True, we do have things in the sciences with no firm definitions. But we don’t go writing them into laws. We call them theories. When we prove a theory, it becomes a law. A simple, logical progression. But, in the arts, things can be changed on a whim. That law is no good? Let’s re-interpret it! Don’t like that sculpture? Let’s view it in a different light! Don’t like Star Wars? Let’s do a “Special Edition!” Try doing that in a science. This hypothesis wasn’t proven? Well, let’s just say light moves slower! That reaction didn’t work? Let’s just say acids can’t be neutralized! Don’t like that animal? Let’s just genetically re-engineer it! I tell you, it’s at a time like this that I wished I lived in a simpler time.

Imagine if you will, going back in time a few hundred years. To that wonderful time known as the Renaissance. There, we find everyone’s favorite renaissance man/ninja turtle, Leonardo (DaVinci). Here’s a guy who designed the helicopter, analyzed the principles of flight, and painted the Mona Lisa. How about Galileo? This guy did early experiments in gravitation, discovered Jupiter’s moons, and proved that the planets revolve around the Sun. He also wrote poetry, and his published findings are remembered as not only scientific journals, but as great works of literature. At least, I think that was Galileo. I’m writing this over spring break, and I forgot to bring my textbook to double-check that. I do know, that in older times, it was a lot more acceptable for a person to have his hands in everything. The arts and sciences.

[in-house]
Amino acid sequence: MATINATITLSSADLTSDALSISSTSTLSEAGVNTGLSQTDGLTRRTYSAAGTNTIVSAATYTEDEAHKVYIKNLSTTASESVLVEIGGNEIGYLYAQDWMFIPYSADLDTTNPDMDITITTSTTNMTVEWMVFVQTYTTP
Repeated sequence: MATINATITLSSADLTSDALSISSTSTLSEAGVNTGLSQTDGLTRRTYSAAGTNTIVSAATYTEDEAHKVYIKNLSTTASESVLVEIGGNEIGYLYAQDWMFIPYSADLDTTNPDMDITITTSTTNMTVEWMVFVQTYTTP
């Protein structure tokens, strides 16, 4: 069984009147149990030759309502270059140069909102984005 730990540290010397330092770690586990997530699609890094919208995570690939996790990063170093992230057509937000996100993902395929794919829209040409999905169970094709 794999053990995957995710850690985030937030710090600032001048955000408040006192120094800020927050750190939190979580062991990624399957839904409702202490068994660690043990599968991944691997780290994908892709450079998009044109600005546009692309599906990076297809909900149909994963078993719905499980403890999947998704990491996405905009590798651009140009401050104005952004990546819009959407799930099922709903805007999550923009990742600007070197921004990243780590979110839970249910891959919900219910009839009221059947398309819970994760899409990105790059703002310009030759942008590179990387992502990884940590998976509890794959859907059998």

You have to dig down in your heart of hearts, and find if you are truly an artist, or a scientist.

But now, you have to choose. You have to dig down in your heart of hearts, and find if you are truly an artist, or a scientist. It’s a separation that very few of us want to make. Society has taught us that we can’t be both anymore. Sorry! Being a Renaissance person is a thing of the past! We’re civilized now, and split thing into categories! If you try and be both, you’re head will explode! Who knows? Maybe that’s why the modern politician is constantly a target. They don’t know enough math. Right now, I’m trying to be both the artist and the scientist, and it leads me to writing mundane, humorless columns like this. I guess I’ve got to choose.

In the last issue, one of our esteemed editors wrote us of how the faculties use how employable a degree from them is a selling point. I feel kind of lucky, then, that no one knows what a physics degree can get me. And look at the only well-known people I’m aware of who have physics degrees: James Cameron, Mike Judge, Bill Amend. All artists. Perhaps physics is the last bastion of free thought, the last place that let’s you try everything, and the last place where arts and science are fused as one. Well, so much for the promised Observations, Angst and Jell-O 2. Too many observations, not enough Jell-O. Is it just me, or am I getting preachy? And long-winded? Something short and pointless in the next issue then. Maybe something about the hidden political innuendoes of eating pizza. Goodnight, everybody!

Don’t forget, if you didn’t like this column, you’ll probably hate the show, Chaos in a Box with the Scarecrow, Wednesday at 10 on 89.1 FM.